But Tati also does not get enough credit as a skilled montagist, particularly displaying his talent here in matching the rhythms of his cutting to the mechanical routines of cars and humans. In the opening credits, the automobile manufacturing facility chugs its machinery along to consistent, comical beats, and later Tati turns the tedium of rush hour into an amusing sequence that simply observes drivers picking their noses and yawning, as if bound by common ritual. Such arbitrary customs extend into the auto show as well where he plays his mise-en-scène like an orchestra, opening and slamming car boots in syncopated patterns, and swallowing up an entire crowd of enthusiasts collectively sticking their heads under a single bonnet.

The opening montage at the automobile factory setting a rhythm carried through the film in its sound design and editing – Tati plays the mise-en-scène like an orchestra.
Social satire caught in these images with machines literally swallowing up humans.

Trafic may not possess the sheer ambition of Tati’s previous films, least of all the monumental feat of production design that is Playtime, but his resourcefulness remains as remarkable as ever in picking apart humanity’s absurd and futile attempts at progress. Within the mere image of heavy traffic, he uncovers an endlessly rich source of satirical material, recognising that the attempts of those drivers trying to get somewhere while helplessly sitting in stagnant crowds of high-tech metal boxes may be the ultimate paradox of an inept modern society.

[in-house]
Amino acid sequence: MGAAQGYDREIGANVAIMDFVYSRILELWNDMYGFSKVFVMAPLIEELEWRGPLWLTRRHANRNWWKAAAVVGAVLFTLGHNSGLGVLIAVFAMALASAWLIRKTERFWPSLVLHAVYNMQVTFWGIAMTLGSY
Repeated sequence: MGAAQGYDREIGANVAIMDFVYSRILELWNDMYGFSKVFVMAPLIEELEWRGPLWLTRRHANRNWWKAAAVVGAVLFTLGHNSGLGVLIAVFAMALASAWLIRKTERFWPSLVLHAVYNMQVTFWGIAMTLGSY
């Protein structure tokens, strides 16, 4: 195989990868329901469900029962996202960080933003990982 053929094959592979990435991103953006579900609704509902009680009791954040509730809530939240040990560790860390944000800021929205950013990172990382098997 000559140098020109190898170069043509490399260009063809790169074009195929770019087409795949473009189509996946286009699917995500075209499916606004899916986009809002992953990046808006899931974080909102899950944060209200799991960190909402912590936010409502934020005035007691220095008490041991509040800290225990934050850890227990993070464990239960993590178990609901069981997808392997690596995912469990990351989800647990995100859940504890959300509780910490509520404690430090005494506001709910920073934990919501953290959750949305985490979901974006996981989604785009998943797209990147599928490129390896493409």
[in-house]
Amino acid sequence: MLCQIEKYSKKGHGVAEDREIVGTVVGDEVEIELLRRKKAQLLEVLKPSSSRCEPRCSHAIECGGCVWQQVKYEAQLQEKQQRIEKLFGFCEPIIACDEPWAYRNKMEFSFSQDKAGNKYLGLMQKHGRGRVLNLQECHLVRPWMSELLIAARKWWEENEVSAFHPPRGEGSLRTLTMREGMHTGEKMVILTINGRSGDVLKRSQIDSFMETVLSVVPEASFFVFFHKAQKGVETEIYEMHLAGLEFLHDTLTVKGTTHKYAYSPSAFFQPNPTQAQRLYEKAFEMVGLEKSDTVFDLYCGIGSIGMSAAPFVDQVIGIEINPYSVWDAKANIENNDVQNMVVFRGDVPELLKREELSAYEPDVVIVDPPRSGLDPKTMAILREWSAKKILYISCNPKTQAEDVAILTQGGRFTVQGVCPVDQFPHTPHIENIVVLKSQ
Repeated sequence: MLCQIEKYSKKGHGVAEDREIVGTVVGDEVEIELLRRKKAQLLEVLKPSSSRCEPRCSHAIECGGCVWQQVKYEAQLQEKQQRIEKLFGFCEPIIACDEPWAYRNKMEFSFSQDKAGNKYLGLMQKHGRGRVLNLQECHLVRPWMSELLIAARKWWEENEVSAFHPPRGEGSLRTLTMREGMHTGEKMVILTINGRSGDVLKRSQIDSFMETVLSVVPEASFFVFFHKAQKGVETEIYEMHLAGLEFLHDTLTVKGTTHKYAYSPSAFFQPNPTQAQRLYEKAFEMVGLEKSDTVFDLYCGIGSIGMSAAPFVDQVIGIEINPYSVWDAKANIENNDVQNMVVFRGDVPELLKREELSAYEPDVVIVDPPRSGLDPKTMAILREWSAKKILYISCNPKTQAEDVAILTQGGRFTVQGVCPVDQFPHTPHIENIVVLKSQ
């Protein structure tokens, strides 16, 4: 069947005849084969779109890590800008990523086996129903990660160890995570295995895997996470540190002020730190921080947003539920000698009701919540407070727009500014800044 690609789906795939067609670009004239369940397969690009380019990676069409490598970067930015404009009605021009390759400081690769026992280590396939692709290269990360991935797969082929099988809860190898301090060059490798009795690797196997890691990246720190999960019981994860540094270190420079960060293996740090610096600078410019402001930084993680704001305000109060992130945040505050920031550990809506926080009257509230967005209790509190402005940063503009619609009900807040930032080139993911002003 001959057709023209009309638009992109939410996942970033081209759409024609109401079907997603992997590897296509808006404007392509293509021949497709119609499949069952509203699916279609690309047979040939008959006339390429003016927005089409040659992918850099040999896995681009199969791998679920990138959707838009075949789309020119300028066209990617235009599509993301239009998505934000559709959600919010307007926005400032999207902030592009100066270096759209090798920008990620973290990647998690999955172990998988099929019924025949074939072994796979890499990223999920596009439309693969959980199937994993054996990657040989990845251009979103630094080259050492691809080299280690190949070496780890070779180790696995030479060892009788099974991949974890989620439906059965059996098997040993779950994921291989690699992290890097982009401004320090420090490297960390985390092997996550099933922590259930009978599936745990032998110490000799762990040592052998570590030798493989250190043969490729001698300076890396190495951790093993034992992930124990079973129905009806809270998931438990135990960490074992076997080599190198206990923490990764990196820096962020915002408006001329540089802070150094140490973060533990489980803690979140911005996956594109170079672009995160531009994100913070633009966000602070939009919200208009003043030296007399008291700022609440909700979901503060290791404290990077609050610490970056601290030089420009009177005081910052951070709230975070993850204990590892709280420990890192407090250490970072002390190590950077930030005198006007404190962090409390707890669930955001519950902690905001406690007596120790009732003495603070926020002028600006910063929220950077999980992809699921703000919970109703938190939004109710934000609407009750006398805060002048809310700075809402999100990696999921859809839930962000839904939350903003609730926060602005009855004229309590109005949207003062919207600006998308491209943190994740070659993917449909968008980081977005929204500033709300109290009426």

The perfect paradox of modern society – these machines designed to push us into the future keep us rooted to the spot.

Trafic is currently available to stream on The Criterion Channel.

The Last Picture Show (1971)

Peter Bogdanovich | 2hr 6min

Perhaps in the days of the Old West, the tiny Texan town of Anarene may have been a bustling hub of oil mining and transportation. By the time The Last Picture Show picks up the story of teenagers Duane, Sonny, and Jacy in 1951 though, that landscape of idealistic prosperity is nothing but a sad, faded memory, whistling in the wind down the empty main road and faintly recalled in the crumbling facades of old storefronts. The adults who keep it running are an assortment of disillusioned schoolteachers, small business owners, and blue-collar workers, parenting a generation of children who have no frame of reference for anything greater. Whatever the American Dream looks like for them, it is not going to happen here.